“We have a controversy to resolve,” said Judah Levine, JILA’s resident timekeeping expert. “The hardest question is: Who is going to resolve the controversy?”

Levine said that the next round of international discussions of what to do with the leap second won’t take place until the next World Radio Conference in 2023 unless the Bureau of Weights and Measures in Paris takes up the question next year. Up until now, however, participants in the controversy have been inclined to “kick the can down the road” to some date in the future rather than agreeing on how to resolve the issue.

“I can’t tell you what’s going to happen,” Levine said. “Time is political, and it always has been. For now leap seconds are going to stay.” In other words, for the time being, official time will continue to be linked to astronomical phenomena as it has been for thousands of years.

In the meantime, researchers at JILA, NIST, and national laboratories around the world are investigating even more accurate frequency standards, including strontium (in the Ye labs at JILA), ytterbium, and calcium. Atomic clock time is only going to get even more precise at the same time astronomical time gets more imprecise with the slowing of Earth’s rotation.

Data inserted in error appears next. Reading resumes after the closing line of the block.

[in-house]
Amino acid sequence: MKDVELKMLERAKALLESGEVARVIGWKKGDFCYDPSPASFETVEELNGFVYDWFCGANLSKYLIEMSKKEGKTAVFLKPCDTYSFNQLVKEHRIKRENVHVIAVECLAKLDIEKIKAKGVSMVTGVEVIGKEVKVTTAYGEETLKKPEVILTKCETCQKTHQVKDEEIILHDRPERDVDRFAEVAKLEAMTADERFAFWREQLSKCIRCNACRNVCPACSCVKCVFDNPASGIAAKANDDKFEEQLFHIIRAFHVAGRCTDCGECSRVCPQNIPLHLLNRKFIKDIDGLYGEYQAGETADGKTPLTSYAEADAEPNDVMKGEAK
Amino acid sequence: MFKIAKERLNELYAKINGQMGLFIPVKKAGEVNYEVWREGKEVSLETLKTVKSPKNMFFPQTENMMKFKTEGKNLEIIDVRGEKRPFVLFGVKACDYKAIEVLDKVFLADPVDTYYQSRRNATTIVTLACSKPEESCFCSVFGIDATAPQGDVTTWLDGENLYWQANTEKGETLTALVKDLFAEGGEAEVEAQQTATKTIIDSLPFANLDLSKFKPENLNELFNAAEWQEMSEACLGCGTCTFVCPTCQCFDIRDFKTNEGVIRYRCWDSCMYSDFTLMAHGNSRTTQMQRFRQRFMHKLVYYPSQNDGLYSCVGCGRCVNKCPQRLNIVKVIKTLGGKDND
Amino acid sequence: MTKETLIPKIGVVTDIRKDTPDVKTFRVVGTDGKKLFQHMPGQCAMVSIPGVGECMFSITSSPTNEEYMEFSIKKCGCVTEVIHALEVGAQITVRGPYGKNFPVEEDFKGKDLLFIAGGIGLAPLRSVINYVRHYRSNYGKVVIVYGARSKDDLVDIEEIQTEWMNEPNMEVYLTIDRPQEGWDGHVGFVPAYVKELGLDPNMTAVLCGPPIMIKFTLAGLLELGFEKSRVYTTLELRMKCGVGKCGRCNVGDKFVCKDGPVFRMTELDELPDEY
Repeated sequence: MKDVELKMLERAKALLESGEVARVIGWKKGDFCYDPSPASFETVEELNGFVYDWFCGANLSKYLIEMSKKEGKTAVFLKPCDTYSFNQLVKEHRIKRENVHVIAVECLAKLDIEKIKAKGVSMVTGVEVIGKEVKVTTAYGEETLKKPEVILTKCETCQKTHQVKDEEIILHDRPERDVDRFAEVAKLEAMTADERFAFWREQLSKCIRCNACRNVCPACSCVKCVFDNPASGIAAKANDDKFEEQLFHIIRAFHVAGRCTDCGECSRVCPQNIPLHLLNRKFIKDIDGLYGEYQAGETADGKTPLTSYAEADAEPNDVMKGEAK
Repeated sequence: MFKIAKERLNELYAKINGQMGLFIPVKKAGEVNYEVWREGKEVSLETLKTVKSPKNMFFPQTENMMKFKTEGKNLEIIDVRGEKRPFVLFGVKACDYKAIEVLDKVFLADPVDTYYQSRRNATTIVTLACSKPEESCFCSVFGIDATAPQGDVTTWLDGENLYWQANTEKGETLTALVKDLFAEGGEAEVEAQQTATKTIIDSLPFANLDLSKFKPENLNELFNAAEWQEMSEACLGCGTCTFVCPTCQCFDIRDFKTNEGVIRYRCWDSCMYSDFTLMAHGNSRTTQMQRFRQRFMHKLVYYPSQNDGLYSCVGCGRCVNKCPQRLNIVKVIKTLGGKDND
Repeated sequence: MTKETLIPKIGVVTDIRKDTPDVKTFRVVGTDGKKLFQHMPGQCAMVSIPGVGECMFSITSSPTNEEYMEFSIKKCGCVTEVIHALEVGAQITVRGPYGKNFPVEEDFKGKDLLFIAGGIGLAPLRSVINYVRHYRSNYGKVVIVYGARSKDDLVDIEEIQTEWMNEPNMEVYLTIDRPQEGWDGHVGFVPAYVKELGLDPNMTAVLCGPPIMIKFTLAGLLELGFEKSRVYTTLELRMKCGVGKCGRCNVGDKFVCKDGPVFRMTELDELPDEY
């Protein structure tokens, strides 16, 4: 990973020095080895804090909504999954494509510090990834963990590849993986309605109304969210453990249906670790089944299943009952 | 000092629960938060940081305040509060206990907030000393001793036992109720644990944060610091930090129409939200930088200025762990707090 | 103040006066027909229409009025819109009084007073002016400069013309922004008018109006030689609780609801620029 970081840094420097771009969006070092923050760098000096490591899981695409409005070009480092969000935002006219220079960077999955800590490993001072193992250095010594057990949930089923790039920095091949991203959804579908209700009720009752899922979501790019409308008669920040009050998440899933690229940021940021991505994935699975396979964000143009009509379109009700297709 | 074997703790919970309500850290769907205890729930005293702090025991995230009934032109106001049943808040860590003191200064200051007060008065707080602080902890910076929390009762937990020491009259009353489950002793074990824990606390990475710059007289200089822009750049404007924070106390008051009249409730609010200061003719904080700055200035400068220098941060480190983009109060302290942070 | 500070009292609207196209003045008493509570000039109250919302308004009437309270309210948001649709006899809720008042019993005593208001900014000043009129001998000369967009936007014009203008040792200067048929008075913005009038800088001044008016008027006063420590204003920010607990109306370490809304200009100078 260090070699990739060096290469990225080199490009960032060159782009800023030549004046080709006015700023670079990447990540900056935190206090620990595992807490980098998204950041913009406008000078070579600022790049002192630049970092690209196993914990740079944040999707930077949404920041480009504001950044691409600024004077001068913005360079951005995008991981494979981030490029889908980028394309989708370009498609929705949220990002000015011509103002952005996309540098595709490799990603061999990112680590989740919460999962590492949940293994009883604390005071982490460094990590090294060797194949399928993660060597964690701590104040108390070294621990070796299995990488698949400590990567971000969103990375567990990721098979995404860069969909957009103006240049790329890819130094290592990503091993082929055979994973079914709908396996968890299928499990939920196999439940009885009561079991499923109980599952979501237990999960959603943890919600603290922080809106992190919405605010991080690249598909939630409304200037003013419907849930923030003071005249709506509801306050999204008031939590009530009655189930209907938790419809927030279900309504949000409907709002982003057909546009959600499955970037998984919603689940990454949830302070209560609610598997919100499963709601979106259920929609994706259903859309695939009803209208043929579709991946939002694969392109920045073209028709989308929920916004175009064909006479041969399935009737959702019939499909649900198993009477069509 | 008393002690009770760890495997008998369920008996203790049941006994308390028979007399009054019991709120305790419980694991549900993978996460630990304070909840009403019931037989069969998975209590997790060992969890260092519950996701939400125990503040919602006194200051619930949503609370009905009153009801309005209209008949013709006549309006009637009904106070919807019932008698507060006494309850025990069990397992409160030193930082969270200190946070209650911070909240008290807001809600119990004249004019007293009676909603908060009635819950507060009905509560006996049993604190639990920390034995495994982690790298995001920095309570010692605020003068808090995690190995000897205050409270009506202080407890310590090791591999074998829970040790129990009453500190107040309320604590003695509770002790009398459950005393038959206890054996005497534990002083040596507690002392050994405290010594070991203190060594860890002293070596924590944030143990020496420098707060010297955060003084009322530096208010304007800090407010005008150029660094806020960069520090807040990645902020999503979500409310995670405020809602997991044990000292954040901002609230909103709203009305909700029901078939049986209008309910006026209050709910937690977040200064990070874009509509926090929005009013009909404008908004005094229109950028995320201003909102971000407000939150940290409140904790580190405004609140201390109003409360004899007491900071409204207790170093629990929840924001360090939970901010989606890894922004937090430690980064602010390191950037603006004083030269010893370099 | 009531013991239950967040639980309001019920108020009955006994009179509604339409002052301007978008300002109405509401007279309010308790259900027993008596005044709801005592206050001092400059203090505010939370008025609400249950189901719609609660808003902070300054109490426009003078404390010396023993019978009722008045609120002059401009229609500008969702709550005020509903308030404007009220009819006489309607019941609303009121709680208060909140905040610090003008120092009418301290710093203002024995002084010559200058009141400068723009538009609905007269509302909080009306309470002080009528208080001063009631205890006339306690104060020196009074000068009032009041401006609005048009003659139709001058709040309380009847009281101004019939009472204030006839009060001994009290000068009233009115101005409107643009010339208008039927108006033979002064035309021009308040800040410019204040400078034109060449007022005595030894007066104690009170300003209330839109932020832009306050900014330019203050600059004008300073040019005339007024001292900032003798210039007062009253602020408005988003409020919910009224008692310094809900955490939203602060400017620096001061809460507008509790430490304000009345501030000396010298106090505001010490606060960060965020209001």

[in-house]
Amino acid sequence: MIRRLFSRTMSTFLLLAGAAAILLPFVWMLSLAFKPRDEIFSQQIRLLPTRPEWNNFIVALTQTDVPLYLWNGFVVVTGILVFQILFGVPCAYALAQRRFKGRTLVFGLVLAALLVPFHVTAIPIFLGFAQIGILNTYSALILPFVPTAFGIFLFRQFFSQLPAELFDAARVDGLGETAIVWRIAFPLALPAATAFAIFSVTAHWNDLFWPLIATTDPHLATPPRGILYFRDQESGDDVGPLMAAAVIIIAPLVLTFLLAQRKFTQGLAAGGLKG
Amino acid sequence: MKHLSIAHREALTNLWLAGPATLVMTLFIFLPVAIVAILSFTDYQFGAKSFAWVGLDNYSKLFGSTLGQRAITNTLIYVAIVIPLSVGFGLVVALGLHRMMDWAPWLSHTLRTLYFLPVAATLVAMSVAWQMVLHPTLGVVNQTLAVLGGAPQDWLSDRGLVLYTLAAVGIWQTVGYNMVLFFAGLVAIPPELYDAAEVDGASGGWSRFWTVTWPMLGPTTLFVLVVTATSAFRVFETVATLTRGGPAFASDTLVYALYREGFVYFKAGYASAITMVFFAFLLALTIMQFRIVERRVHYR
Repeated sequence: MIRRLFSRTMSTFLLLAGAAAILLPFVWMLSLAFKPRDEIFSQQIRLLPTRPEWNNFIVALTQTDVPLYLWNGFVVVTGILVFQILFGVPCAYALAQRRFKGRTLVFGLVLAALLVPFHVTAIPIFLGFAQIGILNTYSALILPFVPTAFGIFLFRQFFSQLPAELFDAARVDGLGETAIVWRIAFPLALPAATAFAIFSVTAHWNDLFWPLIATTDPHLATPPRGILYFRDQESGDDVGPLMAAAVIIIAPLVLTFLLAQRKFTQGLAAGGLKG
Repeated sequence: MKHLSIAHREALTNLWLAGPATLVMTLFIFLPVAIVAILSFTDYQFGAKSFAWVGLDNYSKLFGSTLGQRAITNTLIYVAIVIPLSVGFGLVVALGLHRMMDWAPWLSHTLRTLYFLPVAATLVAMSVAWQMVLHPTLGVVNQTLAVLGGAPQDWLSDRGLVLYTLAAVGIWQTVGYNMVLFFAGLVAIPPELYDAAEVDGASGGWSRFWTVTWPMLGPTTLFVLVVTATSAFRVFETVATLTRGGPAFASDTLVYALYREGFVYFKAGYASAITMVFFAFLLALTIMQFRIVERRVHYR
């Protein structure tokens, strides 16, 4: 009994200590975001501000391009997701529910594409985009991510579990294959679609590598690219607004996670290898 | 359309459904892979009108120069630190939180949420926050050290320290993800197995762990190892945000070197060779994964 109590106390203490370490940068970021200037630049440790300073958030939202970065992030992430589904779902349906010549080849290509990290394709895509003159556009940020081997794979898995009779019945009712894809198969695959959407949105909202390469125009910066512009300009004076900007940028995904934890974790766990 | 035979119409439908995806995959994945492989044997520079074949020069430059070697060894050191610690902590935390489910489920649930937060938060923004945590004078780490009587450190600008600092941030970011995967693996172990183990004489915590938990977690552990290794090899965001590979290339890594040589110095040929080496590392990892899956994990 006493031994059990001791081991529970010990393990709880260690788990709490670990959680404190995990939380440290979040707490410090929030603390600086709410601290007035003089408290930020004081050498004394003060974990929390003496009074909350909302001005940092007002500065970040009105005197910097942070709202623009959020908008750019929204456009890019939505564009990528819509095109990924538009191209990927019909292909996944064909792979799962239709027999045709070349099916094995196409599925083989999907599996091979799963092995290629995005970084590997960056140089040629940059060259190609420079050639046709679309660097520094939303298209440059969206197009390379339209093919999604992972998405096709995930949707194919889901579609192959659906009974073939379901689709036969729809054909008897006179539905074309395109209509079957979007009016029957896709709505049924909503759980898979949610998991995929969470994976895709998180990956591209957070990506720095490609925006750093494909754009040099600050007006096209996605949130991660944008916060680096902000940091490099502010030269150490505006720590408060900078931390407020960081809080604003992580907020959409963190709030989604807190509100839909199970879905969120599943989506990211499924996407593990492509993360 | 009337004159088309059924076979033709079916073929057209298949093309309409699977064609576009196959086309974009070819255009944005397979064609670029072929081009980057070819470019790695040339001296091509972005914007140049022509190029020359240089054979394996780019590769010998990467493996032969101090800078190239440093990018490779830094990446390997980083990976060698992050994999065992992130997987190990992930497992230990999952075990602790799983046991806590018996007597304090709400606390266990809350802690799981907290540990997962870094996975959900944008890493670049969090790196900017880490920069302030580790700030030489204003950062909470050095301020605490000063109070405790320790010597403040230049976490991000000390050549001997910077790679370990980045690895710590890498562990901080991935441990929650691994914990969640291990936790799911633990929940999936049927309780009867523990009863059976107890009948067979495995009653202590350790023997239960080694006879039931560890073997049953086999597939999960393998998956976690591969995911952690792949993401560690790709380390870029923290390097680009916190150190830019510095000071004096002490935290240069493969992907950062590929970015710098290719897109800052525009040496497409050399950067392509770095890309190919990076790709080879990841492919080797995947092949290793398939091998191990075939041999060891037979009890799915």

Although it requires the addition of leap seconds to work for modern timekeeping applications, astronomical time has the advantage of being as familiar to people as the sun and the moon, the seasons, and Earth’s journey through the stars. Not surprisingly, astronomers like it. The British like it because it allows them to assert a close connection between Greenwich Mean Time (GMT) and official international time; and, so far national laboratories around the world have adjusted to more than half a century of complex timekeeping requirements imposed by linking precision timekeeping to astronomical time.

Even so, leap seconds cause problems for many users. Real-time applications, such as satellite navigation, use a time scale that does not include leap seconds. Private time scales are likely to proliferate in the future as more real-time applications require a smooth time scale lacking the discontinuities that result from adding leap seconds.

Of course, Levine would like to see international agreement to implement ultraprecise timekeeping based on the next generation of atomic clocks––but he’s not sure he’ll be around long enough to see a global consensus develop around this sensible idea.–– Julie Phillips